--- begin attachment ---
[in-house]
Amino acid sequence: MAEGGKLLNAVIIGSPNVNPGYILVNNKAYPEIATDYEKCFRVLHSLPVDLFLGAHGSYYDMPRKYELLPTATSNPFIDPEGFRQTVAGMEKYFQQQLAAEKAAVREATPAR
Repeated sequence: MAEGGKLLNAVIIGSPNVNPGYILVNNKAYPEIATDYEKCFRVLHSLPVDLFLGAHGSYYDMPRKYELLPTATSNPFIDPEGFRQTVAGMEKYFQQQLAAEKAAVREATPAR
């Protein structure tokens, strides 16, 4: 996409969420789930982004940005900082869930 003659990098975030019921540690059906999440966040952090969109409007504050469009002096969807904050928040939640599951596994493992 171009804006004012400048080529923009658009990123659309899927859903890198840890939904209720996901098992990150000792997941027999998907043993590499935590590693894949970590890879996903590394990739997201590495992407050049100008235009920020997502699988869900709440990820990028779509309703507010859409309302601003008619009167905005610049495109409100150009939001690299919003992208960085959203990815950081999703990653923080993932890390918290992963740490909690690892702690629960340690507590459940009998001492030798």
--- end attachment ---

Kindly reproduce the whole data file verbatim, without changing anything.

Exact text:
[in-house]
Amino acid sequence: MAEGGKLLNAVIIGSPNVNPGYILVNNKAYPEIATDYEKCFRVLHSLPVDLFLGAHGSYYDMPRKYELLPTATSNPFIDPEGFRQTVAGMEKYFQQQLAAEKAAVREATPAR
Repeated sequence: MAEGGKLLNAVIIGSPNVNPGYILVNNKAYPEIATDYEKCFRVLHSLPVDLFLGAHGSYYDMPRKYELLPTATSNPFIDPEGFRQTVAGMEKYFQQQLAAEKAAVREATPAR
């Protein structure tokens, strides 16, 4: 996409969420789930982004940005900082869930 003659990098975030019921540690059906999440966040952090969109409007504050469009002096969807904050928040939640599951596994493992 171009804006004012400048080529923009658009990123659309899927859903890198840890939904209720996901098992990150000792997941027999998907043993590499935590590693894949970590890879996903590394990739997201590495992407050049100008235009920020997502699988869900709440990820990028779509309703507010859409309302601003008619009167905005610049495109409100150009939001690299919003992208960085959203990815950081999703990653923080993932890390918290992963740490909690690892702690629960340690507590459940009998001492030798």